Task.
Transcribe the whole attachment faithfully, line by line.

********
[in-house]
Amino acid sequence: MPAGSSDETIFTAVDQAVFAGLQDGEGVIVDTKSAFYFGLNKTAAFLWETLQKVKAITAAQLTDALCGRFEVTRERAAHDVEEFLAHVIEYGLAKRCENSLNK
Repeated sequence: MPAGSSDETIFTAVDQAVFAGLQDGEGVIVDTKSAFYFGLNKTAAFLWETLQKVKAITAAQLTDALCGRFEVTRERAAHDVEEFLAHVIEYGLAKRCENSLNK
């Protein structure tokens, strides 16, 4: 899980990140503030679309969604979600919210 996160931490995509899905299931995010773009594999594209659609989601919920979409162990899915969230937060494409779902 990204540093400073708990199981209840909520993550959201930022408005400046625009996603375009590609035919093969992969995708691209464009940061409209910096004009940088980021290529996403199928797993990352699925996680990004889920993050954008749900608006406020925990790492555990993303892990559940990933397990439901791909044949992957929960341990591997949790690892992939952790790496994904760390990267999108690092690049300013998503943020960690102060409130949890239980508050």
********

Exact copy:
[in-house]
Amino acid sequence: MPAGSSDETIFTAVDQAVFAGLQDGEGVIVDTKSAFYFGLNKTAAFLWETLQKVKAITAAQLTDALCGRFEVTRERAAHDVEEFLAHVIEYGLAKRCENSLNK
Repeated sequence: MPAGSSDETIFTAVDQAVFAGLQDGEGVIVDTKSAFYFGLNKTAAFLWETLQKVKAITAAQLTDALCGRFEVTRERAAHDVEEFLAHVIEYGLAKRCENSLNK
């Protein structure tokens, strides 16, 4: 899980990140503030679309969604979600919210 996160931490995509899905299931995010773009594999594209659609989601919920979409162990899915969230937060494409779902 990204540093400073708990199981209840909520993550959201930022408005400046625009996603375009590609035919093969992969995708691209464009940061409209910096004009940088980021290529996403199928797993990352699925996680990004889920993050954008749900608006406020925990790492555990993303892990559940990933397990439901791909044949992957929960341990591997949790690892992939952790790496994904760390990267999108690092690049300013998503943020960690102060409130949890239980508050």